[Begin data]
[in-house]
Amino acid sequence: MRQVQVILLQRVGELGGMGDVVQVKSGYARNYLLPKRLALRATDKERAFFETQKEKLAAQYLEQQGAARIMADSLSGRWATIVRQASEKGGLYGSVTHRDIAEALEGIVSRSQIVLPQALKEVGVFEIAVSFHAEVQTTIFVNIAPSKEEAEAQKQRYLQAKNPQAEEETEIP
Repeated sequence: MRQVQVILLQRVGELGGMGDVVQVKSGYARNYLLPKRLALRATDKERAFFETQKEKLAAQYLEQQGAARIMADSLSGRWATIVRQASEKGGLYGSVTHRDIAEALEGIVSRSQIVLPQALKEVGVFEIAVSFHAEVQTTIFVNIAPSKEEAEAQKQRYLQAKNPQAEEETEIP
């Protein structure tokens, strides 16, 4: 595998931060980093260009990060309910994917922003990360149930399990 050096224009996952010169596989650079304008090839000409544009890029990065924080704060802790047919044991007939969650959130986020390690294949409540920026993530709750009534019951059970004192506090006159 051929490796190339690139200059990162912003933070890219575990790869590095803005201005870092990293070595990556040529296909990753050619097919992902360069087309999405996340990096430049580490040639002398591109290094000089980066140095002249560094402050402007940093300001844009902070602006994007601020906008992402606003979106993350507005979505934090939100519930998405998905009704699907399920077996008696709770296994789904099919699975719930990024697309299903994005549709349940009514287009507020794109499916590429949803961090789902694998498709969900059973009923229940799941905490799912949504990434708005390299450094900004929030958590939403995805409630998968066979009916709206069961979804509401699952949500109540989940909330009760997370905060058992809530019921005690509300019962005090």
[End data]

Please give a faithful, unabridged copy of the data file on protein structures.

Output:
[in-house]
Amino acid sequence: MRQVQVILLQRVGELGGMGDVVQVKSGYARNYLLPKRLALRATDKERAFFETQKEKLAAQYLEQQGAARIMADSLSGRWATIVRQASEKGGLYGSVTHRDIAEALEGIVSRSQIVLPQALKEVGVFEIAVSFHAEVQTTIFVNIAPSKEEAEAQKQRYLQAKNPQAEEETEIP
Repeated sequence: MRQVQVILLQRVGELGGMGDVVQVKSGYARNYLLPKRLALRATDKERAFFETQKEKLAAQYLEQQGAARIMADSLSGRWATIVRQASEKGGLYGSVTHRDIAEALEGIVSRSQIVLPQALKEVGVFEIAVSFHAEVQTTIFVNIAPSKEEAEAQKQRYLQAKNPQAEEETEIP
């Protein structure tokens, strides 16, 4: 595998931060980093260009990060309910994917922003990360149930399990 050096224009996952010169596989650079304008090839000409544009890029990065924080704060802790047919044991007939969650959130986020390690294949409540920026993530709750009534019951059970004192506090006159 051929490796190339690139200059990162912003933070890219575990790869590095803005201005870092990293070595990556040529296909990753050619097919992902360069087309999405996340990096430049580490040639002398591109290094000089980066140095002249560094402050402007940093300001844009902070602006994007601020906008992402606003979106993350507005979505934090939100519930998405998905009704699907399920077996008696709770296994789904099919699975719930990024697309299903994005549709349940009514287009507020794109499916590429949803961090789902694998498709969900059973009923229940799941905490799912949504990434708005390299450094900004929030958590939403995805409630998968066979009916709206069961979804509401699952949500109540989940909330009760997370905060058992809530019921005690509300019962005090």